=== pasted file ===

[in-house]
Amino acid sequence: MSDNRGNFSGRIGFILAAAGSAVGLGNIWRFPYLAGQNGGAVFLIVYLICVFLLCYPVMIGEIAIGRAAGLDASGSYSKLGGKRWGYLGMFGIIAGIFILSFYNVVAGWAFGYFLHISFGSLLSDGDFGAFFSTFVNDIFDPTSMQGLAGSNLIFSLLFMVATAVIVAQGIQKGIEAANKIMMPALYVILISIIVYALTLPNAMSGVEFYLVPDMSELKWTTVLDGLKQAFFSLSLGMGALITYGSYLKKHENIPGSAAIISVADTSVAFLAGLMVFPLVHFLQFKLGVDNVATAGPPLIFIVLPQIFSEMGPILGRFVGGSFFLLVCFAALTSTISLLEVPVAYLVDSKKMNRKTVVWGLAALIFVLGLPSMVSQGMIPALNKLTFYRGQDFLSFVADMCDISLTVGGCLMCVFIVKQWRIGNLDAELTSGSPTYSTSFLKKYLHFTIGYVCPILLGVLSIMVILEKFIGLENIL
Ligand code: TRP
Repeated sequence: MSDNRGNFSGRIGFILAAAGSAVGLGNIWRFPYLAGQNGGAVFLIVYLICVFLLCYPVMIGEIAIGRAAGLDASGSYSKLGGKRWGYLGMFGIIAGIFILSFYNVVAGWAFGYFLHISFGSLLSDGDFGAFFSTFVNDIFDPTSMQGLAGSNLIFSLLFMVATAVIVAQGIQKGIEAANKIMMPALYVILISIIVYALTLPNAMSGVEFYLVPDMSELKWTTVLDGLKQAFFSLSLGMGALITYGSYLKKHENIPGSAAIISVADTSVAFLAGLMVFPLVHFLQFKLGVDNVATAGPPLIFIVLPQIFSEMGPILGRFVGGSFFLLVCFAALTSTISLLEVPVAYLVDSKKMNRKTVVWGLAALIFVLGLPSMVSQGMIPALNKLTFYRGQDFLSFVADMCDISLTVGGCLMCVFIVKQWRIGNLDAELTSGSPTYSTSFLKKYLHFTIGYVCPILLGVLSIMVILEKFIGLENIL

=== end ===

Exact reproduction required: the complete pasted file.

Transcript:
[in-house]
Amino acid sequence: MSDNRGNFSGRIGFILAAAGSAVGLGNIWRFPYLAGQNGGAVFLIVYLICVFLLCYPVMIGEIAIGRAAGLDASGSYSKLGGKRWGYLGMFGIIAGIFILSFYNVVAGWAFGYFLHISFGSLLSDGDFGAFFSTFVNDIFDPTSMQGLAGSNLIFSLLFMVATAVIVAQGIQKGIEAANKIMMPALYVILISIIVYALTLPNAMSGVEFYLVPDMSELKWTTVLDGLKQAFFSLSLGMGALITYGSYLKKHENIPGSAAIISVADTSVAFLAGLMVFPLVHFLQFKLGVDNVATAGPPLIFIVLPQIFSEMGPILGRFVGGSFFLLVCFAALTSTISLLEVPVAYLVDSKKMNRKTVVWGLAALIFVLGLPSMVSQGMIPALNKLTFYRGQDFLSFVADMCDISLTVGGCLMCVFIVKQWRIGNLDAELTSGSPTYSTSFLKKYLHFTIGYVCPILLGVLSIMVILEKFIGLENIL
Ligand code: TRP
Repeated sequence: MSDNRGNFSGRIGFILAAAGSAVGLGNIWRFPYLAGQNGGAVFLIVYLICVFLLCYPVMIGEIAIGRAAGLDASGSYSKLGGKRWGYLGMFGIIAGIFILSFYNVVAGWAFGYFLHISFGSLLSDGDFGAFFSTFVNDIFDPTSMQGLAGSNLIFSLLFMVATAVIVAQGIQKGIEAANKIMMPALYVILISIIVYALTLPNAMSGVEFYLVPDMSELKWTTVLDGLKQAFFSLSLGMGALITYGSYLKKHENIPGSAAIISVADTSVAFLAGLMVFPLVHFLQFKLGVDNVATAGPPLIFIVLPQIFSEMGPILGRFVGGSFFLLVCFAALTSTISLLEVPVAYLVDSKKMNRKTVVWGLAALIFVLGLPSMVSQGMIPALNKLTFYRGQDFLSFVADMCDISLTVGGCLMCVFIVKQWRIGNLDAELTSGSPTYSTSFLKKYLHFTIGYVCPILLGVLSIMVILEKFIGLENIL